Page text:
So then the Lord Jesus, after he had spoken to them, was received up into heaven, and sat down at the right hand of God.
In the year 177 A.D., Irenaeus quoted this verse and another from the beginning of this gospel, thus proving that this passage was received as a part of God's word at that early date, long before the Sinaiticus or Vaticanus manuscripts were written, and indicating the rightful place of this portion of Mark in the sacred canon, independently of these manuscripts. See the introduction.
Here Mark did not state exactly where the ascension occurred; and the alleged contradictions regarding this event as having occurred in Galilee, or in Bethany, are of no weight at all. There is every likelihood, if not certainty, that the actual ascension to God was unseen by human eyes, just as the resurrection was not actually seen; and there could have been more than one (there certainly were) instance of Jesus' "going up" in the presence of his disciples, just as he disappeared in the interview with the disciples at Emmaus, or later with the eleven.
At the right hand of God ...
Our flesh, in the person of Jesus, is upon the throne of God, henceforth called the "throne of God and of the Lamb," and herein is the basis for the uttermost of human hopes and aspirations.
And they went forth and preached everywhere, the Lord working with them, and confirming the word by the signs which followed. Amen.
Confirming the word ...
In this appears the reason for the "signs" Jesus promised to "accompany" the apostles on their worldwide mission; they were given for the purpose of confirming the Word of God. Just what, it may he inquired, could be the purpose of any such signs in our own generation? Does the Word of God need confirming? And how is it that the religious sects claiming to work such signs are as contradictory as a barrel of scorpions? Can anyone really believe that God is "working with them," confirming every sort of religious error ever known? Believe it who can!
Thus concludes the magnificent Gospel of Mark and its authentic witness of the power and Godhead of Jesus Christ the Son of God. May the Father help all who read it to receive and obey its glorious message unto eternal life.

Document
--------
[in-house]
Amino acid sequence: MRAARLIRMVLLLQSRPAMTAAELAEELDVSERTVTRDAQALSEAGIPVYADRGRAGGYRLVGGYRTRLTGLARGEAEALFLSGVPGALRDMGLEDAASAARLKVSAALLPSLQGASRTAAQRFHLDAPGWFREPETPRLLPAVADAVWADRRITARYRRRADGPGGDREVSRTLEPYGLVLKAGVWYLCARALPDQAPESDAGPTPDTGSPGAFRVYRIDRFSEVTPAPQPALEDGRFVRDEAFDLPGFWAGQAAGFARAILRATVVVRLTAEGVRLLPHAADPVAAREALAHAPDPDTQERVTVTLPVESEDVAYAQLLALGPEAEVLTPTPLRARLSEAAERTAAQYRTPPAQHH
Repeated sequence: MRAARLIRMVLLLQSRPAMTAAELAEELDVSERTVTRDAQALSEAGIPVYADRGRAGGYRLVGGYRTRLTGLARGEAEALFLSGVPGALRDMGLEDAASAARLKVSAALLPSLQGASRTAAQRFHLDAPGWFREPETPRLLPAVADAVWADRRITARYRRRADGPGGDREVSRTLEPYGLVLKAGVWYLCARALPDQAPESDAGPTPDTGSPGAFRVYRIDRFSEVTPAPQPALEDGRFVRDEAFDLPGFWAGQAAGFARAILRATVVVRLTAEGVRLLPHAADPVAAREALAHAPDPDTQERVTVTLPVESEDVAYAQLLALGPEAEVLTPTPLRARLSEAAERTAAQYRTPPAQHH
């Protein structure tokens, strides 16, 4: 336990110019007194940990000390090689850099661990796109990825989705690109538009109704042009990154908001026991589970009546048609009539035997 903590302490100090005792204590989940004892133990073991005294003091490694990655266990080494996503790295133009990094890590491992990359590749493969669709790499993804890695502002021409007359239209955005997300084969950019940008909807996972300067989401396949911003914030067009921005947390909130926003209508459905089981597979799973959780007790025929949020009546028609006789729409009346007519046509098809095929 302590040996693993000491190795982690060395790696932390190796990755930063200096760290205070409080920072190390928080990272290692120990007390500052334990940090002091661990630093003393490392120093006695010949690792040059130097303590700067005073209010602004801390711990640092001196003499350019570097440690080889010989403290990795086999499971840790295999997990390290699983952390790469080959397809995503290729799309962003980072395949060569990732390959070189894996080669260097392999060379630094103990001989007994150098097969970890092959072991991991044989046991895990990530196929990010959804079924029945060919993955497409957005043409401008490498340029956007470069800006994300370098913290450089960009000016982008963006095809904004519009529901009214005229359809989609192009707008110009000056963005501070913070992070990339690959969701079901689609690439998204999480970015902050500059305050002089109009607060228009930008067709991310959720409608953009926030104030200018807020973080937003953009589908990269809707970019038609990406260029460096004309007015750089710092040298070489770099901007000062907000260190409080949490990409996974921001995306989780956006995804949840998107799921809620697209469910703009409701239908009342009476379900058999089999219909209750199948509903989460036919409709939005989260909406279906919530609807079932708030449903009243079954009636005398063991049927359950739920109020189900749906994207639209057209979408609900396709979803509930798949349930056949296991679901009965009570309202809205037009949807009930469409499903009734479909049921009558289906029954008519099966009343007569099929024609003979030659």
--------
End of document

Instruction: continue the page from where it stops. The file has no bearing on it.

Footnotes for Mark 16
1: J. R. Dummelow, Commentary on the Whole Bible (New York: The Macmillan Company, 1937), p. 733.
2: C. E. B. Cranfield, The Gospel according to Saint Mark (Cambridge: The University Press, 1966), p. 463.
3: Ibid., p. 465.
4: C. E. B. Cranfield, op. cit., p. 463.
5: A. Elwood Sanner, Beacon Bible Commentary (Kansas City: Beacon Hill Press, 1964), P. 413.
6: A. Elwood Sanner, op. cit., p. 404.
7: H. D. A. Major, The Gospel according to St. Mark (New York: E. P. Dutton and Company, 1939), p. 189.
8: E. Bickersteth, op. cit., p. 305.
9: Ibid., p. 306.
10: J. R. Dummelow, Commentary on the Whole Bible (New York: The Macmillan Company, 1937), p. 732.
11: C. E. B. Cranfield, op. cit., p. 455.
12: bid., p. 457.
13: Ibid., p. 458.
16: E. Bickersteth, op. cit., p. 309.
17: Ibid., p. 310.
18: C. E. B. Cranfield, op. cit., p. 460.
19: R. A. Torrey, Difficulties in the Bible (Old Tappan, New Jersey: Fleming H. Revell Company, 1907).
20: J. W. McGarvey, Jesus and Jonah (Cincinnati, Ohio: The Standard Publishing Company, 1896), p. 6.
21: R. A. Torrey, op. cit., p. 104.
22: Roger Rusk. "The Day He Died" (Christianity Today, Vol. 18, No. 19), p. 4 (720).
23: A. T. Robertson, A Harmony of the Gospels (New York: Harper and Brothers, 1922), pp. 188-189.
24: Roger Rusk, op. cit., p. 4 (720).
25: Nestle Greek Text (Grand Rapids, Michigan: Zondervan Publishing House, 1972).
26: Roger Rusk, op. cit., p. 6 (722).
28: A. Elwood Sanner, op. cit., p. 410.
29: Earle McMillan, op. cit., p. 157.
30: Tom U. Fauntleroy, a private manuscript (Paducah, Kentucky, 1974).
31: J. E. H. Thompson, The Pulpit Commentary (Grand Rapids, Michigan: Wm. B. Eerdmans Publishing Company, 1962), p. 276.
32: Ibid., p. 269.
33: Josephus, op. cit., p. 758.
34: Ibid., p. 746.
35: E. Bickersteth, op. cit., p. 199.
36: Josephus, op. cit., p. 702.
37: C. E. B. Cranfield, op. cit., p. 402.
38: A. Elwood Sanner. op. cit., v. 383.
39: C. E. B. Cranfield, op. cit., p. 402.
40: J. R. Dummelow, Commentary on the Holy Bible (New York: The Macmillan Company, 1937), p. 704.
41: C. E. B. Cranfield, op cit., p. 404.
42: A. Elwood Sanner, op. cit., p. 384.
43: E. Bickersteth, op. cit., p. 201.
44: C. E. B. Cranfield, op. cit., p. 408.
45: Ibid., p. 409.
46: John Wesley, New Testament Commentary (Grand Rapids, Michigan: Baker Book House, 1972), en loco.
47: Charles R. Erdman, The Gospel according to Mark (Philadelphia: The Westminster Press, 1966), p. 197.
48: E. Bickersteth, op. cit., p. 202.
49: C. E. B. Cranfield, op. cit., p. 411.
50: Albert Barnes, Notes on the New Testament (Grand Rapids, Michigan: Baker Book House, 1955), p. 379.